GeorgiaArticle 2, §2.4Georgia Code Title 21, Chapter 4statewide officers: 15% of eligible voters for the office at last election (1/5 from each congressional district)Others: 30% of eligible voters for the office at last election90 days
IdahoArticle 6, §6Idaho Statutes Title 34, Chapter 1720% of eligible voters for the office at last election60 days
IllinoisArticle 3, §715% of the last votes cast for governor from each of at least 25 counties (plus 20 members of the House, 10 members of the Senate, no more than half for each chamber from one party)150 days
KansasArticle 4, §3Kansas Statutes Chapter 25, Article 4340% of the last votes cast for the office90 days
LouisianaArticle 10, §26Louisiana Election Code RS 18:1300.1 to 18:1300.1733.3% of eligible voters for the office at last election (if >1,000 eligible voters)
40% of eligible voters for the office at last election (if <1,000 eligible voters)
180 days
MichiganArticle 2, §8Michigan Compiled Laws Chapter 168, Michigan Election law 116-1954, Chapter XXXVI25% of the last votes cast for the office90 days
MinnesotaArticle 8, §6Minnesota Statutes Chapter 211C25% of the last votes cast for the office90 days
MontanaMontana Annotated Code Title 2, Chapter 16, Part 6statewide officers: 10% of eligible voters for the office at last election
For district officers: 15% of eligible voters for the office at last election
3 months
NevadaArticle 2, §9Nevada Revised Statutes Chapter 306294A.006, and 539.160 to 539.18725% of the last votes cast for the office60 days
New JerseyArticle 1, §2(b)New Jersey Statutes Title 19:27A-1 to 19:27A-1825% of registered voters in the district for the officeGovernor / U.S. Senator: 320 days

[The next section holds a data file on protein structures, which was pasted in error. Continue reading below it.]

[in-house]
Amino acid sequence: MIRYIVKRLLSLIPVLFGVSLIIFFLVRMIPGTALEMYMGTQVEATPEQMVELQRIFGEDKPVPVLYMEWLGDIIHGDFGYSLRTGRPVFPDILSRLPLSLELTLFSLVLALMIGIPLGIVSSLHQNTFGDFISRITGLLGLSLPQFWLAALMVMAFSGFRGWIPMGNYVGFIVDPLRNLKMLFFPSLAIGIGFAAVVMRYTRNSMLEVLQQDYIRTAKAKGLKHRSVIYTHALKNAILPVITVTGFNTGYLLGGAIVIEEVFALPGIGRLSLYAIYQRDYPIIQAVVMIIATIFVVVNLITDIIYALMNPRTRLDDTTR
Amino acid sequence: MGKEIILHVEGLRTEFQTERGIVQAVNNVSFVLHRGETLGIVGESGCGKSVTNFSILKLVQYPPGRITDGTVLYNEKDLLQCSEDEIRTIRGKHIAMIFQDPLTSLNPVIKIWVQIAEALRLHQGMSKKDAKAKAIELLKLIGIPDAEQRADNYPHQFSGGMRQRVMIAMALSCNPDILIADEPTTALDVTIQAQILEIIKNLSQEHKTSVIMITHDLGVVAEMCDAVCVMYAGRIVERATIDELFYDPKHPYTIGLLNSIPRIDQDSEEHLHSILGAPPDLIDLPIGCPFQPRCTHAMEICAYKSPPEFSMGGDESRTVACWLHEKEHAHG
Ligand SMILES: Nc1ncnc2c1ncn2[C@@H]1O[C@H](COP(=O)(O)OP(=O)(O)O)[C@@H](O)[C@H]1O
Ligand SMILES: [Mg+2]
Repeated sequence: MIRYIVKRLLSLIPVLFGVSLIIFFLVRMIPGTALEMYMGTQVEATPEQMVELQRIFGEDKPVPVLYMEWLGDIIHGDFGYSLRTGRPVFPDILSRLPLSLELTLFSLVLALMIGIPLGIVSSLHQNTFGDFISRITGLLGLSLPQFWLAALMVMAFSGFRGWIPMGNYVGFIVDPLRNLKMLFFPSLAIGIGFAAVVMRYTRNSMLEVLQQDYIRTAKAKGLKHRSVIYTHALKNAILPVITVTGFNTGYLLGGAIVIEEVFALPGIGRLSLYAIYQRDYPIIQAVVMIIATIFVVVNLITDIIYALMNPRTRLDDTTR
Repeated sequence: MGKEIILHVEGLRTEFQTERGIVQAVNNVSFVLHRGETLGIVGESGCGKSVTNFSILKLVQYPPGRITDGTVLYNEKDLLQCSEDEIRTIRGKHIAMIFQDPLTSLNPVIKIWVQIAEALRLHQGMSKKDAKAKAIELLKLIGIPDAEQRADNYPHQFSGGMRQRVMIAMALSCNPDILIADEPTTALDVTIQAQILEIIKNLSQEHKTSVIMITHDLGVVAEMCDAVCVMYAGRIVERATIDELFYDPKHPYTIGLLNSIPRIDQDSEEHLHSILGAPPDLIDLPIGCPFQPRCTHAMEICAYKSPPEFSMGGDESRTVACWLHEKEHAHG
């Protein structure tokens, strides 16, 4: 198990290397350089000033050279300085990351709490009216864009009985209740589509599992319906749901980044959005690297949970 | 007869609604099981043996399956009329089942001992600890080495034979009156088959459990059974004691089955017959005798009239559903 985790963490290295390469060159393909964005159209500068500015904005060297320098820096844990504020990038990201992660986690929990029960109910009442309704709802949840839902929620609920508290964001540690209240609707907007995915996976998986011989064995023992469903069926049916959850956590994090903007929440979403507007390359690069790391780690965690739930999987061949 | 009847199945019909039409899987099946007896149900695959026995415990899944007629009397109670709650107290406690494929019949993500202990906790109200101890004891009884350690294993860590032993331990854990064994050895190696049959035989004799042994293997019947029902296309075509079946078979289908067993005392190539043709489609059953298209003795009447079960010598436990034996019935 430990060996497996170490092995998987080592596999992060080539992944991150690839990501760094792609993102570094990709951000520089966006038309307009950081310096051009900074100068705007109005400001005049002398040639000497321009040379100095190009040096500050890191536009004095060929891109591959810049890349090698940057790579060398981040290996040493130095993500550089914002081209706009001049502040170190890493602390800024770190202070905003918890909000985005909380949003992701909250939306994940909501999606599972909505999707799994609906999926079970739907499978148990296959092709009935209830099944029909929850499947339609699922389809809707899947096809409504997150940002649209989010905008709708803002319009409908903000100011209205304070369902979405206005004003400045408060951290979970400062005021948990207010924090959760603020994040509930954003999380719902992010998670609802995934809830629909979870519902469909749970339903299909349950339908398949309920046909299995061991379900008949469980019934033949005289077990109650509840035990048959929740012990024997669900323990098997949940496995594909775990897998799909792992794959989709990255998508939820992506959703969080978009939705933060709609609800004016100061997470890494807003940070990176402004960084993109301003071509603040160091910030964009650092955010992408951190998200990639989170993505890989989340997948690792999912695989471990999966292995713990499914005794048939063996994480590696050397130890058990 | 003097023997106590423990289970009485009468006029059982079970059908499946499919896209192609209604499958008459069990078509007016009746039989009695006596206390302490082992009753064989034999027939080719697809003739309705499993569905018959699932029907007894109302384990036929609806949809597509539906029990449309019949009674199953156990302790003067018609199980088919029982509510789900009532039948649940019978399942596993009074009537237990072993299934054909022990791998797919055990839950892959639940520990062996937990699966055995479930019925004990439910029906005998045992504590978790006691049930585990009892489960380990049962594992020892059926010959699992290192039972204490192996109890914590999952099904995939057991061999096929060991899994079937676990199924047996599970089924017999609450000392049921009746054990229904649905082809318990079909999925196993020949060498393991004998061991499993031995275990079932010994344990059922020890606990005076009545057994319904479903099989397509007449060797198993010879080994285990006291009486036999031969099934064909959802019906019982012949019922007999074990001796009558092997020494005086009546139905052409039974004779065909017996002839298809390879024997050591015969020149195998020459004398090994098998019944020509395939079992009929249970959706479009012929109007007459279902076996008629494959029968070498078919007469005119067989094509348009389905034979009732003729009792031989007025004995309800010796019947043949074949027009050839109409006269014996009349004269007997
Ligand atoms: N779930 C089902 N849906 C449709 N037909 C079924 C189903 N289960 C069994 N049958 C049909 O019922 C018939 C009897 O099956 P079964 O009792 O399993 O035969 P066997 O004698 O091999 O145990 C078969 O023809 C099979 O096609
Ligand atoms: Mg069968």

Others: 160 days
North DakotaArticle 3, §1 and §10North Dakota Chapter 16.1-01-09.1 and Chapter 44-08-2125% of the last votes cast for the office
OregonArticle 2, §18Oregon Revised Statutes Chapter 249.865 to 249.887 (dead link)15% of all votes cast for governor in last general election in the district for the office90 days
Rhode IslandArticle 4, §115% of the last votes cast for the office90 days
VirginiaVirginia Code Title 24.2-233 to 24.2-23810% of the last votes cast for the office
WashingtonArticle 1, Sec. 33-34Revised Code of Washington Chapter 29A.56.110 to 29A.56.270statewide officers: 25% of the last votes cast for the office
Others: 35% of the last votes cast for the office
Statewide officers: 270 days
Others: 180 days
WisconsinArticle 13, §12Wis. Stat. Ann. §9.1025% of all votes cast for governor in last general election in the district for the office60 days

Choosing a successor

There are three general methods used to choose a successor for a position as a result of a recall election.[3]

Simultaneous Election — The (potential) successor is chosen on the same ballot. This is used in:

Separate Special Election — The successor is chosen in a special election following the recall election. This is used in:

Appointment — The successor is appointed. This is used in:

Recall of local officials